The Tempe Aviation Commission discussed the possibility of regulating drone usage in certain city parks at the commission meeting last month.
Oddvar Tveit, environmental quality specialist for the city of Tempe, talked about the possibility of limiting take offs and landings in parts of Tempe, mainly Tempe Town Lake.
“The nuisance issue is what people are worried about,” Tveit said. Tveit said they are assessing current restrictions on model aircrafts and drones before they make any official moves. The focus is not on commercial drone users because they are usually well versed in the current rules and regulations, according to Tveit. It is the hobbyists that cause the majority of problems.
Arizona Gov. Doug Ducey signed Senate Bill 1449 into law recently, creating a statewide set of regulations for drones. The bill states that “a person may not operate a model aircraft or a civil unmanned aircraft if the operation: Is in a careless or reckless manner that endangers the life or property of another person” or “interferes in the operation of a manned aircraft.” This does not take away the right for cities to create rules and regulations at city parks.
Ali Ahmed is an owner of Innovative UAS, a Tempe business that sells new and used drones as well as provides media and filming services.
“Our business is more catered to the professional users, but we still cater to consumers,” Ahmed said.
According to Ahmed, Tempe can try to regulate and control who takes off and lands in certain areas and parks but cannot control who flies over them.
“Scottsdale, Mesa, and some parks in Phoenix do not allow unit take off or landings from their city properties, but if you fly over their properties they can’t do anything about that,” Ahmed said, “because FAA (Federal Aviation Administration) owns airspace. No city, no state, no agency owns airspace.”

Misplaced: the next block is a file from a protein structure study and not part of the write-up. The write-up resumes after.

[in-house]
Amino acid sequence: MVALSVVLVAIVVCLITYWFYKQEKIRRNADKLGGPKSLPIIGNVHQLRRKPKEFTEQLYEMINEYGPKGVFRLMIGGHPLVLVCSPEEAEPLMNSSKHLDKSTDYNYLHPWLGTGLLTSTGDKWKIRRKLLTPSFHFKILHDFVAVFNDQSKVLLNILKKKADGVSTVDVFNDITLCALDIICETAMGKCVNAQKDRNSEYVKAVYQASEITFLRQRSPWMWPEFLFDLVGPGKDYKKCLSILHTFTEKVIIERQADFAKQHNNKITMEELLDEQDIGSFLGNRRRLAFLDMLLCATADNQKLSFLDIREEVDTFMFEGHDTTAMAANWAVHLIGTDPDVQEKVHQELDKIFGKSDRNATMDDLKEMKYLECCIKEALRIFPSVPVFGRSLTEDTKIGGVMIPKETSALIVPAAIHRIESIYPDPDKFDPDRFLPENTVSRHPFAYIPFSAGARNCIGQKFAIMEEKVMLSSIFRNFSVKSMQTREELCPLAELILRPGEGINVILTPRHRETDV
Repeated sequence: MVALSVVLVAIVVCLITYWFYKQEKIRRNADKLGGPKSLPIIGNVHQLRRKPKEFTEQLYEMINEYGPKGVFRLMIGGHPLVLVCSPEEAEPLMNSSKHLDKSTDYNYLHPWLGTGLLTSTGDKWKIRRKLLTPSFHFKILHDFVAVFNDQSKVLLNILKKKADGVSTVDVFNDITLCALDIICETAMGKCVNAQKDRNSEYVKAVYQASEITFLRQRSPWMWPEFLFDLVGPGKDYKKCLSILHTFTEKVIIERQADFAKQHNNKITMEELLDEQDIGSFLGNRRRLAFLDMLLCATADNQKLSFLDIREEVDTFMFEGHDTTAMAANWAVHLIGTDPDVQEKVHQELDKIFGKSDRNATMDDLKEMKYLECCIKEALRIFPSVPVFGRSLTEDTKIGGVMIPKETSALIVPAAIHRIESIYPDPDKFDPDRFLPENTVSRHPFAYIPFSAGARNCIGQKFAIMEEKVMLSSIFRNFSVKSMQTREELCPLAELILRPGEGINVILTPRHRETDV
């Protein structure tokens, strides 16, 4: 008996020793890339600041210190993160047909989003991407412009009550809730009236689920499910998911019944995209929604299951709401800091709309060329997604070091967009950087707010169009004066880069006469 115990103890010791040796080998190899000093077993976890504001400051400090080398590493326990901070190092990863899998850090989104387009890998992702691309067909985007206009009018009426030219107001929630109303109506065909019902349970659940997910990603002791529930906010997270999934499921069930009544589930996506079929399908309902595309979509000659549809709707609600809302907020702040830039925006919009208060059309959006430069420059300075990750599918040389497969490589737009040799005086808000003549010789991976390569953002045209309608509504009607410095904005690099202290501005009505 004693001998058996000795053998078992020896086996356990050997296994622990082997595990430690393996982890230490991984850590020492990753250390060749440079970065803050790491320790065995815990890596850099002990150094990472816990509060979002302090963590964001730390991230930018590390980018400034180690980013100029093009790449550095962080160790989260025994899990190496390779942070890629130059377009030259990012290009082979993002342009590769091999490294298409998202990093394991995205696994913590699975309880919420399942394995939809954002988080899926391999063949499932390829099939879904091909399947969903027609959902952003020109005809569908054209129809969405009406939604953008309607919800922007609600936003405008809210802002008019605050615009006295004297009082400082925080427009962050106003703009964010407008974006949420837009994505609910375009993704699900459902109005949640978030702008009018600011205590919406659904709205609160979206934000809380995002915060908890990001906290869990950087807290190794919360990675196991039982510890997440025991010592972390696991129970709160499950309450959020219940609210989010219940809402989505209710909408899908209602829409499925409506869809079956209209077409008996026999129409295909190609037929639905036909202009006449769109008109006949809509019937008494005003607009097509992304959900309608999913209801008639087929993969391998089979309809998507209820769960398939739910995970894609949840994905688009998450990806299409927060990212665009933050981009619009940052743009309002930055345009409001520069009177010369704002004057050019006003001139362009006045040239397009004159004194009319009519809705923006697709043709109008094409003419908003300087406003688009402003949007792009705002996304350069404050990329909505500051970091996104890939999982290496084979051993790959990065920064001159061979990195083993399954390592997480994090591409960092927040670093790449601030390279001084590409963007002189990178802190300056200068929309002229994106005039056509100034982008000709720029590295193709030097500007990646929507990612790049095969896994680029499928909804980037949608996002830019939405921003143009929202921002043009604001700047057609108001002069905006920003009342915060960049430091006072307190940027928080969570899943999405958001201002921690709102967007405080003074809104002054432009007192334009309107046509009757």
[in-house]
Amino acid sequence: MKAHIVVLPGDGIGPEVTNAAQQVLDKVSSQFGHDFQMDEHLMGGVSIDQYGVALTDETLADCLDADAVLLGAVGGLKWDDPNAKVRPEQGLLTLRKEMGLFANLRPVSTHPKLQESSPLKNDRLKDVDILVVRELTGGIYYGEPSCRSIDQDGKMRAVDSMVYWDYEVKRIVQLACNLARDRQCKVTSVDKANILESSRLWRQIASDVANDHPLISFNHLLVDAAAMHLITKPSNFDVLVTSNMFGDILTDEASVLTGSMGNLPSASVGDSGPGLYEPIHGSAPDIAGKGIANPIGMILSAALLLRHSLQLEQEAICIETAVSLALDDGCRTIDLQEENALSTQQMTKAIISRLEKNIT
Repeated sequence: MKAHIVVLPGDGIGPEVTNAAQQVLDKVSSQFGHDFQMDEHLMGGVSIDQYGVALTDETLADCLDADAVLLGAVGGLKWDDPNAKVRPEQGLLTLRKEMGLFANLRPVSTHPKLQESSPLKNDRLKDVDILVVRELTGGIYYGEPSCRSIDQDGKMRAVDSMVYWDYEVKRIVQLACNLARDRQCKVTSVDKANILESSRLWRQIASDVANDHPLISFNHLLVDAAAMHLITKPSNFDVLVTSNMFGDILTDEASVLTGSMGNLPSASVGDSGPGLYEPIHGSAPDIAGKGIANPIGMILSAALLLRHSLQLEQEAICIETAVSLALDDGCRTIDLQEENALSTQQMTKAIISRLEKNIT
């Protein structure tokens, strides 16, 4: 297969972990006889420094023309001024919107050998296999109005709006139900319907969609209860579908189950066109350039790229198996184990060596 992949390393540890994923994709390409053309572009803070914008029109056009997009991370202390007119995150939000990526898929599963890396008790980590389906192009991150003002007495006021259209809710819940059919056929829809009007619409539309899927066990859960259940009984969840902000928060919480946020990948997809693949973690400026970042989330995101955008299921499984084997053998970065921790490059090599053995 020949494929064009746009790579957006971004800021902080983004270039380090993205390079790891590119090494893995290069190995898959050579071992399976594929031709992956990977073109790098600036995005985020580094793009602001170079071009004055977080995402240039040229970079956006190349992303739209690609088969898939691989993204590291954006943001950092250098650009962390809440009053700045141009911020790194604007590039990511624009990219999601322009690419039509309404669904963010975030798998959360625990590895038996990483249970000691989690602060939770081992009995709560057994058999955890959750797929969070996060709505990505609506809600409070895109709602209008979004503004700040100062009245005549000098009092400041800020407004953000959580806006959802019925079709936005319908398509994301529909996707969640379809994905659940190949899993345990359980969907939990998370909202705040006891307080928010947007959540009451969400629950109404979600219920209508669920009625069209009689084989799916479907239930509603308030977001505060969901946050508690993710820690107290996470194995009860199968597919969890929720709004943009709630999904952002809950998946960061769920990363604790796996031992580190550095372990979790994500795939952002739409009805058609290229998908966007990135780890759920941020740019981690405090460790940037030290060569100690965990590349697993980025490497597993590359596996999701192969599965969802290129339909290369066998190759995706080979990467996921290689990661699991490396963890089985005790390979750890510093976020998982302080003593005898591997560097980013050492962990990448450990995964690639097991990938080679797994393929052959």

Ahmed advises drone users to stay away from Tempe Town Lake.
“Tempe Town Lake, a portion of it, is actually a Phoenix flight path,” Ahmed said “allowing hobbyists to fly in that locale and not abiding by the rules and regulations, flying within a no fly zone, it’s going to cause a lot of issues come something happen with drones—if they’re flying too high near an airplane or anything like that.” Ahmed believes that recreational drone users are causing issues, though not on purpose.
“It’s a lack of knowledge,” Ahmed said.
According to Ahmed, in the pre drone era, there were smaller helicopters and model airplanes that had no restrictions on them. Therefore, “The hobby mindset is, ‘Hey I can fly wherever I want to.’”
Chauncey Holloway is a recreational drone user looking to make a business out of his hobby. He has been flying drones close to a year now and wants to have a professional drone business including cinematography, search and rescue and real estate.
Holloway recognized that not all recreational users know the rules and regulations in the city.
“You have people that aren’t careful,” Holloway said.
Holloway expressed his support upon hearing about the possibility of new regulations in places like Tempe Town Lake. Holloway has flown his drone at Tempe Town Lake and sees the possible dangers it presents with the proximity to flight paths to Sky Harbor Airport.
Holloway agreed “they need to have restrictions on people that don’t follow the rules.”
Photo By: Ziggy Zeigler